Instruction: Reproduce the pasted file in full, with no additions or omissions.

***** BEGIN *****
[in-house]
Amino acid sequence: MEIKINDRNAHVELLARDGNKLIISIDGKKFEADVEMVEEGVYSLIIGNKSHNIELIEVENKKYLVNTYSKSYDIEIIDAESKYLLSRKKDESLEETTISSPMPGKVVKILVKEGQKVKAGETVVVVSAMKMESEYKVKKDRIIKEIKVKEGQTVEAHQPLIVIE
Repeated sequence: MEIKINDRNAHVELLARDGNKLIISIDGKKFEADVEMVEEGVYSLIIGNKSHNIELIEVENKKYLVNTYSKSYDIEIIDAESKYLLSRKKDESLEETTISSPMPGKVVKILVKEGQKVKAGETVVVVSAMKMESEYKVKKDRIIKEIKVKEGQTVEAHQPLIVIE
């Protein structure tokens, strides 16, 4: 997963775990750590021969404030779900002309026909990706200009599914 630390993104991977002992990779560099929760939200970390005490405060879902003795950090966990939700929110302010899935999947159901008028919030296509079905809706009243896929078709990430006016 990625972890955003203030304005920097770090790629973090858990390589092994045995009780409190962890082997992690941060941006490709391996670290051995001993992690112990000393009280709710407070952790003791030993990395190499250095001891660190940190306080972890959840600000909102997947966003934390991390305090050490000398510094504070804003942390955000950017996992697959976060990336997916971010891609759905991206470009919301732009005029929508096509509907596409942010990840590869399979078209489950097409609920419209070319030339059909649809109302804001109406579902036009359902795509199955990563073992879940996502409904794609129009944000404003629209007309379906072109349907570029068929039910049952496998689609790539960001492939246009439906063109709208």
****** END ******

[in-house]
Amino acid sequence: MEIKINDRNAHVELLARDGNKLIISIDGKKFEADVEMVEEGVYSLIIGNKSHNIELIEVENKKYLVNTYSKSYDIEIIDAESKYLLSRKKDESLEETTISSPMPGKVVKILVKEGQKVKAGETVVVVSAMKMESEYKVKKDRIIKEIKVKEGQTVEAHQPLIVIE
Repeated sequence: MEIKINDRNAHVELLARDGNKLIISIDGKKFEADVEMVEEGVYSLIIGNKSHNIELIEVENKKYLVNTYSKSYDIEIIDAESKYLLSRKKDESLEETTISSPMPGKVVKILVKEGQKVKAGETVVVVSAMKMESEYKVKKDRIIKEIKVKEGQTVEAHQPLIVIE
């Protein structure tokens, strides 16, 4: 997963775990750590021969404030779900002309026909990706200009599914 630390993104991977002992990779560099929760939200970390005490405060879902003795950090966990939700929110302010899935999947159901008028919030296509079905809706009243896929078709990430006016 990625972890955003203030304005920097770090790629973090858990390589092994045995009780409190962890082997992690941060941006490709391996670290051995001993992690112990000393009280709710407070952790003791030993990395190499250095001891660190940190306080972890959840600000909102997947966003934390991390305090050490000398510094504070804003942390955000950017996992697959976060990336997916971010891609759905991206470009919301732009005029929508096509509907596409942010990840590869399979078209489950097409609920419209070319030339059909649809109302804001109406579902036009359902795509199955990563073992879940996502409904794609129009944000404003629209007309379906072109349907570029068929039910049952496998689609790539960001492939246009439906063109709208």